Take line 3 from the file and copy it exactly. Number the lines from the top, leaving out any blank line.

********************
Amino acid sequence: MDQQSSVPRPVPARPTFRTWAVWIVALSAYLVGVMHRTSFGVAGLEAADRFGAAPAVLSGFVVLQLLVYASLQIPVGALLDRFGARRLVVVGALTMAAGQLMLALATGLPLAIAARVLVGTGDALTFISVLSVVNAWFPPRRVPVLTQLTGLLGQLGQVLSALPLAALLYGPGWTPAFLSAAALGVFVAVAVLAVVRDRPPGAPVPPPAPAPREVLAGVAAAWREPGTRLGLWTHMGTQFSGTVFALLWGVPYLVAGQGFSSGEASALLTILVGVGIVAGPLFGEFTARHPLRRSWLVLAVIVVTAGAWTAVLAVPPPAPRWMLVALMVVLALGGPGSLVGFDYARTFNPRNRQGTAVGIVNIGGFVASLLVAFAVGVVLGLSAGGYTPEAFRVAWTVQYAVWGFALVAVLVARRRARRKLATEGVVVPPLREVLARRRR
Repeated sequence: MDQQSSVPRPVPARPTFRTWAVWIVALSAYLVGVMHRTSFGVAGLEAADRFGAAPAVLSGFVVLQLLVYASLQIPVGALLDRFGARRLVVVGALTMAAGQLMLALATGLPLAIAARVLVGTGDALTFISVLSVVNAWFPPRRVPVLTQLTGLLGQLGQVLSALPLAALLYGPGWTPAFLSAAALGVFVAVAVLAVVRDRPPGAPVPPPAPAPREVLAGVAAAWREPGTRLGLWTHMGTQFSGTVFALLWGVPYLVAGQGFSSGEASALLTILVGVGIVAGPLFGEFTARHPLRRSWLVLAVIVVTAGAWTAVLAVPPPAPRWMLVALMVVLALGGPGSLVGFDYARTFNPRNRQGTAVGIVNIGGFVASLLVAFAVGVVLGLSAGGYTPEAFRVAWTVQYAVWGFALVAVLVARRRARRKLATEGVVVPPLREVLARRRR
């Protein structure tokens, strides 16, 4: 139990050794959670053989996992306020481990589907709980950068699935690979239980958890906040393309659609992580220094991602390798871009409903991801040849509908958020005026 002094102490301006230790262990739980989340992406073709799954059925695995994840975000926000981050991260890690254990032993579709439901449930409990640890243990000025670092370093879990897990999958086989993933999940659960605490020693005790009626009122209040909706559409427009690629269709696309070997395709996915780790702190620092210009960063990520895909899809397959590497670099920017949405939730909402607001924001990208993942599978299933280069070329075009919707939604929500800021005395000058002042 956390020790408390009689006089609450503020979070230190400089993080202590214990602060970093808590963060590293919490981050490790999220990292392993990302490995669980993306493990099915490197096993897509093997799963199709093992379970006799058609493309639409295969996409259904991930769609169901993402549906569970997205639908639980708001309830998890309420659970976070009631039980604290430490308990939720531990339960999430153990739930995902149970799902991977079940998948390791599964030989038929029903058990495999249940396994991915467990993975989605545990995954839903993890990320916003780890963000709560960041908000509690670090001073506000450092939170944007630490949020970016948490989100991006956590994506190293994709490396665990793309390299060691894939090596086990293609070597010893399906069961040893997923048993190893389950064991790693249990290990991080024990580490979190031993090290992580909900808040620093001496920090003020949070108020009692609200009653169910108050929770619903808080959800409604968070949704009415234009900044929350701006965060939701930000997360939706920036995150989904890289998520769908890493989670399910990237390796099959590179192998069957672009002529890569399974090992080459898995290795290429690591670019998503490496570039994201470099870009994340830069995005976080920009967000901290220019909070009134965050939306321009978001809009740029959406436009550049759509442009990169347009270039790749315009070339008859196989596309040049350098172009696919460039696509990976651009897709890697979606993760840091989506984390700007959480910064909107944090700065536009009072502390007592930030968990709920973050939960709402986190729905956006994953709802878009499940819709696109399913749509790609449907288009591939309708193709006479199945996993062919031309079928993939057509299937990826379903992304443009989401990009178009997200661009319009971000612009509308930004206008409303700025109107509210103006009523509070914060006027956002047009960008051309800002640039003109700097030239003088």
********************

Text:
């Protein structure tokens, strides 16, 4: 139990050794959670053989996992306020481990589907709980950068699935690979239980958890906040393309659609992580220094991602390798871009409903991801040849509908958020005026 002094102490301006230790262990739980989340992406073709799954059925695995994840975000926000981050991260890690254990032993579709439901449930409990640890243990000025670092370093879990897990999958086989993933999940659960605490020693005790009626009122209040909706559409427009690629269709696309070997395709996915780790702190620092210009960063990520895909899809397959590497670099920017949405939730909402607001924001990208993942599978299933280069070329075009919707939604929500800021005395000058002042 956390020790408390009689006089609450503020979070230190400089993080202590214990602060970093808590963060590293919490981050490790999220990292392993990302490995669980993306493990099915490197096993897509093997799963199709093992379970006799058609493309639409295969996409259904991930769609169901993402549906569970997205639908639980708001309830998890309420659970976070009631039980604290430490308990939720531990339960999430153990739930995902149970799902991977079940998948390791599964030989038929029903058990495999249940396994991915467990993975989605545990995954839903993890990320916003780890963000709560960041908000509690670090001073506000450092939170944007630490949020970016948490989100991006956590994506190293994709490396665990793309390299060691894939090596086990293609070597010893399906069961040893997923048993190893389950064991790693249990290990991080024990580490979190031993090290992580909900808040620093001496920090003020949070108020009692609200009653169910108050929770619903808080959800409604968070949704009415234009900044929350701006965060939701930000997360939706920036995150989904890289998520769908890493989670399910990237390796099959590179192998069957672009002529890569399974090992080459898995290795290429690591670019998503490496570039994201470099870009994340830069995005976080920009967000901290220019909070009134965050939306321009978001809009740029959406436009550049759509442009990169347009270039790749315009070339008859196989596309040049350098172009696919460039696509990976651009897709890697979606993760840091989506984390700007959480910064909107944090700065536009009072502390007592930030968990709920973050939960709402986190729905956006994953709802878009499940819709696109399913749509790609449907288009591939309708193709006479199945996993062919031309079928993939057509299937990826379903992304443009989401990009178009997200661009319009971000612009509308930004206008409303700025109107509210103006009523509070914060006027956002047009960008051309800002640039003109700097030239003088």